The Most Serious Mistake

One of my favourite themes is that “Mistakes are your friends”  There are reasons to seek mistakes.

  • Few are fatal and you probably know those before going in.  Try to avoid saying things like, “Hold my beer, I want to try something.”
  • You cannot be taught everything, so there must remain things that you don’t know.  Acting in those areas is error prone.
  • Learning is more valuable than being taught because your remember it better.
  • Knowing more is better than not knowing, even with the price of learning

The problem lies with ourselves.  Our ego gets in the way.  Nobody loves being wrong.

Some of us avoid mistake provoking situations or deny the mistake.  Denying the mistake might suit the ego better, but it means that you deny the lesson, too.  The first mistake provides the insight that there is something wrong with your plan or worldview.  Change a little.  Avoid hanging on to delusions.

Learning the complete lesson may require a few more mistakes to fully understand the point.  As Mark Twain has said, “A cat that jumps on a hot stove will not do so again, but it will not jump on a cold one either.”  Incomplete lesson.

Trial and error is a good teacher but it only works if you learn something each trial.  I think “Adaptive Management” sounds better.

Most highly skilled people have made and continue to make many mistakes.  They use a controlled technique.  The “Candidate decision.”  The trial part of trial and error.

They know that they cannot know everything and they know they can learn more by experimenting.  The line of “what I need to know” and the line of “what I do know” never come together, so how close do they need to be before acting?

Not very close as it turns out.  I would argue that if you know 40% of what is possible to know, it is time to start doing things.  Not just any things though.  Reversibility of your decision is an important variable at this stage.  I want to learn something, but I don’t want to be stuck in a bad situation.  Send scouts before you commit the army.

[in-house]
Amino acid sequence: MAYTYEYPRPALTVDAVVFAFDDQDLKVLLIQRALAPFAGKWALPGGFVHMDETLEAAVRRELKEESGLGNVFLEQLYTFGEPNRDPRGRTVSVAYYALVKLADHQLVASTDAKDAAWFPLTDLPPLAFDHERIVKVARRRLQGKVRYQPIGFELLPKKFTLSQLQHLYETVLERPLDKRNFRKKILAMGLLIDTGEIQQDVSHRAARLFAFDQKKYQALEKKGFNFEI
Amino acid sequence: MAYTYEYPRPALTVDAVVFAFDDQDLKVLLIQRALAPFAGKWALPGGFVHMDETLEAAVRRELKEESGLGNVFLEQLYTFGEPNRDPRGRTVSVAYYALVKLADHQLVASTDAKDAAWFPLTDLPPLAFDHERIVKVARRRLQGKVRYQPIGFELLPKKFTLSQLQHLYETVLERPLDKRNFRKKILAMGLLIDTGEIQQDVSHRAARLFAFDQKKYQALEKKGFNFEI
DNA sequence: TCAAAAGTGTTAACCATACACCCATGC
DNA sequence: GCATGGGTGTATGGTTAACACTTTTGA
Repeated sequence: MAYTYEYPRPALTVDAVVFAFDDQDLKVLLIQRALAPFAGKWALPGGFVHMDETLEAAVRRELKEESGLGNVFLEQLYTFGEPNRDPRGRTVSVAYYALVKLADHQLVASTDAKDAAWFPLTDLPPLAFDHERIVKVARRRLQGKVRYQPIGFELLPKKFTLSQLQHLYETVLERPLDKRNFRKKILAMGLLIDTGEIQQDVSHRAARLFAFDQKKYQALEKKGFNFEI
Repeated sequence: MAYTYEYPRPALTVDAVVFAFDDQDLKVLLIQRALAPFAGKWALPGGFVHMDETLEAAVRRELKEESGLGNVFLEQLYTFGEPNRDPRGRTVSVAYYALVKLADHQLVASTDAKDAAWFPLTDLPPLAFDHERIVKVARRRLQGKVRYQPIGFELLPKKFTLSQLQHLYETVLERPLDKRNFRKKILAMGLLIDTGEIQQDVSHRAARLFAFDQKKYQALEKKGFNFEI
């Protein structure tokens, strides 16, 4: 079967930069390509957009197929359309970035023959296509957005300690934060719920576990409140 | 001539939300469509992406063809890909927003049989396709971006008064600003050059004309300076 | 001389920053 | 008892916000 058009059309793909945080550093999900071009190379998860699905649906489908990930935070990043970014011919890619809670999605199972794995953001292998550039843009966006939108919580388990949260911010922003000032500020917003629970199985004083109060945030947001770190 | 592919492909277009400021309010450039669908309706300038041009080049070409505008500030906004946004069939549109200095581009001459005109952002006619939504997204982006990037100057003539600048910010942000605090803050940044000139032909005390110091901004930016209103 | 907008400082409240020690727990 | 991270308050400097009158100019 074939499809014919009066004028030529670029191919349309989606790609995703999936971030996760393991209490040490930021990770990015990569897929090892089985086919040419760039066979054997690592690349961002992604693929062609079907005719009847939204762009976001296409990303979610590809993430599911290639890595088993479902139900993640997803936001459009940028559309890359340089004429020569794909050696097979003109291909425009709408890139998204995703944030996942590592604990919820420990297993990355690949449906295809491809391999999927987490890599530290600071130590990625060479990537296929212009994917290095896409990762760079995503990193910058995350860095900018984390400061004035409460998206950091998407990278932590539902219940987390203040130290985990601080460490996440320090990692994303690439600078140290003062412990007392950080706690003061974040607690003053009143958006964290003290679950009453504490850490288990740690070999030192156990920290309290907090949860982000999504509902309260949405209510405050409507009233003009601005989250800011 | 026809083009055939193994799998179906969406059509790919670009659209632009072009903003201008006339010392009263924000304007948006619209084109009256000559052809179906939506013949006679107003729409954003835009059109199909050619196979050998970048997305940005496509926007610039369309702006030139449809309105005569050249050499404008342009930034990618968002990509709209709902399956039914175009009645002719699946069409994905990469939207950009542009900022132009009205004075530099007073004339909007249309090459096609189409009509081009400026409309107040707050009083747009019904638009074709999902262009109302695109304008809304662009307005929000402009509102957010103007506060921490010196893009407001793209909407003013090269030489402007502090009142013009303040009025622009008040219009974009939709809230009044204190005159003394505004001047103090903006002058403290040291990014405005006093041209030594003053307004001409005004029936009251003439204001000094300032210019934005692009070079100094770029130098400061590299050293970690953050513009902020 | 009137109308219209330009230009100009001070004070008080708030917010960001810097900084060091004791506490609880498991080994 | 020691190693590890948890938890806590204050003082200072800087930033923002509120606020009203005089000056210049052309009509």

Scouting shows information but sometimes it shows things you previously knew nothing about.  The dreaded unknown unknown.

Every trial gets you closer to a final decision that, hopefully, will work.  Think dating.

One of my associates taught Toronto-born, major league first baseman Joey Votto how to swim.  Joey batted .311 last year which is very good.  (Not much to do with swimming though.)

Batting .311 hides a more useful fact.  He was out .689.  68.9% of the time he failed, or made a mistake.

By the way, they pay this guy that fails more than 2 out of 3 times $19,000,000 a year.

I don’t know Joey, but I know other professional athletes and I will bet he learned something every time he was out.  “Got me out with a curve inside on 1-2 did you.  Try it again in the 5th inning and see what happens.”

That is what life is about too.  Learn a little from everything that happens and use what you learn.  Stay in the game even if you are making two mistakes for every success.

Avoiding mistakes is a serious mistake.  Maybe the most serious mistake.


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Don Shaughnessy is a retired partner in an international public accounting firm and is presently with The Protectors Group, a large personal insurance, employee benefits and investment agency in Peterborough Ontario.

One Comment on “The Most Serious Mistake

  1. HI Don, life is a journey. Have you ever imagine that you and me is on the same train going to the graveyard? There’s no doubt in my mind and heart that is truth. Learning from failure is the ingredient of success; metals are metals and there’s nothing there for making decisions; but mistakes of the past and mistakes of the future can guide you for a better decision. No offense.

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